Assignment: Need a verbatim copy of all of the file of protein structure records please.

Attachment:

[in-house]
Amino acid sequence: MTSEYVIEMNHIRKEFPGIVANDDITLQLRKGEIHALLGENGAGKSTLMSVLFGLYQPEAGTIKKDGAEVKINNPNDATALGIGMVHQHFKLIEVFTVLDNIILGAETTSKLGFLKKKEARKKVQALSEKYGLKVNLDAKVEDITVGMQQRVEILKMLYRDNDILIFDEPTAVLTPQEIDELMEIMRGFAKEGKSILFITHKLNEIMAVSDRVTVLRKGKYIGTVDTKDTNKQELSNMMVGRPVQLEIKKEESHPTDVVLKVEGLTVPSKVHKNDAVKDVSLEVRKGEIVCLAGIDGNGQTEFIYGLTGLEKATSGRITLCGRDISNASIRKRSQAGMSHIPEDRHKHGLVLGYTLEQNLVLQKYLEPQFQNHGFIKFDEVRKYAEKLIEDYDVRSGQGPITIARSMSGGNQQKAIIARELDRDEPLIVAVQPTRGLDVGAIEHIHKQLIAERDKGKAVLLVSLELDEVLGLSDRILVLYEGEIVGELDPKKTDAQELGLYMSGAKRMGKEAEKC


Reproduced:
[in-house]
Amino acid sequence: MTSEYVIEMNHIRKEFPGIVANDDITLQLRKGEIHALLGENGAGKSTLMSVLFGLYQPEAGTIKKDGAEVKINNPNDATALGIGMVHQHFKLIEVFTVLDNIILGAETTSKLGFLKKKEARKKVQALSEKYGLKVNLDAKVEDITVGMQQRVEILKMLYRDNDILIFDEPTAVLTPQEIDELMEIMRGFAKEGKSILFITHKLNEIMAVSDRVTVLRKGKYIGTVDTKDTNKQELSNMMVGRPVQLEIKKEESHPTDVVLKVEGLTVPSKVHKNDAVKDVSLEVRKGEIVCLAGIDGNGQTEFIYGLTGLEKATSGRITLCGRDISNASIRKRSQAGMSHIPEDRHKHGLVLGYTLEQNLVLQKYLEPQFQNHGFIKFDEVRKYAEKLIEDYDVRSGQGPITIARSMSGGNQQKAIIARELDRDEPLIVAVQPTRGLDVGAIEHIHKQLIAERDKGKAVLLVSLELDEVLGLSDRILVLYEGEIVGELDPKKTDAQELGLYMSGAKRMGKEAEKC